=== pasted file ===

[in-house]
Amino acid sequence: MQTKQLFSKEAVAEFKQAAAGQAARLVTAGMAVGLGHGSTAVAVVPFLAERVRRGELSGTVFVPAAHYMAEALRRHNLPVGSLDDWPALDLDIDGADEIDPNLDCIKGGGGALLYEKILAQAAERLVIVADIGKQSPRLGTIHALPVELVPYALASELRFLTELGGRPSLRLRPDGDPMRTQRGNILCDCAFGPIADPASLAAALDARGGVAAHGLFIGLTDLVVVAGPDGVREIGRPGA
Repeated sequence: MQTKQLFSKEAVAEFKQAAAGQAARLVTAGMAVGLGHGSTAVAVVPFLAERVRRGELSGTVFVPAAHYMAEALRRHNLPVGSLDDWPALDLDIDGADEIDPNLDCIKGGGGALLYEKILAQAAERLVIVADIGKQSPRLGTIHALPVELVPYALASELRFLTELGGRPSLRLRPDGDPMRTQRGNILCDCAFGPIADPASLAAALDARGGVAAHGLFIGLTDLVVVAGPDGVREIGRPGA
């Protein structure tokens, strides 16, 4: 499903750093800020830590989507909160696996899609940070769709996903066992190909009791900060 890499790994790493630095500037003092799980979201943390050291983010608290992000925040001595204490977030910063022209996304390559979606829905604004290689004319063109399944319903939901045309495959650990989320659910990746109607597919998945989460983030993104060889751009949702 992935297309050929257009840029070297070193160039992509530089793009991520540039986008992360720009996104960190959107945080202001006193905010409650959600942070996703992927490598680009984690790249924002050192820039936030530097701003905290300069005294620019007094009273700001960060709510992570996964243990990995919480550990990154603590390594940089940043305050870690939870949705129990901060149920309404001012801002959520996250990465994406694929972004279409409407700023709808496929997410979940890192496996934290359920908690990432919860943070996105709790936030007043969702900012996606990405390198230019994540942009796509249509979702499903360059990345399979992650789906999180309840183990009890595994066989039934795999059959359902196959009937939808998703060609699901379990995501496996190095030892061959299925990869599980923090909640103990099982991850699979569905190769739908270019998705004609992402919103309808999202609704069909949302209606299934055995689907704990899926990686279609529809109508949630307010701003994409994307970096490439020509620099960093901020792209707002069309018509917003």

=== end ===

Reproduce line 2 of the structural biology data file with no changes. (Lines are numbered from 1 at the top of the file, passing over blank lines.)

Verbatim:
Amino acid sequence: MQTKQLFSKEAVAEFKQAAAGQAARLVTAGMAVGLGHGSTAVAVVPFLAERVRRGELSGTVFVPAAHYMAEALRRHNLPVGSLDDWPALDLDIDGADEIDPNLDCIKGGGGALLYEKILAQAAERLVIVADIGKQSPRLGTIHALPVELVPYALASELRFLTELGGRPSLRLRPDGDPMRTQRGNILCDCAFGPIADPASLAAALDARGGVAAHGLFIGLTDLVVVAGPDGVREIGRPGA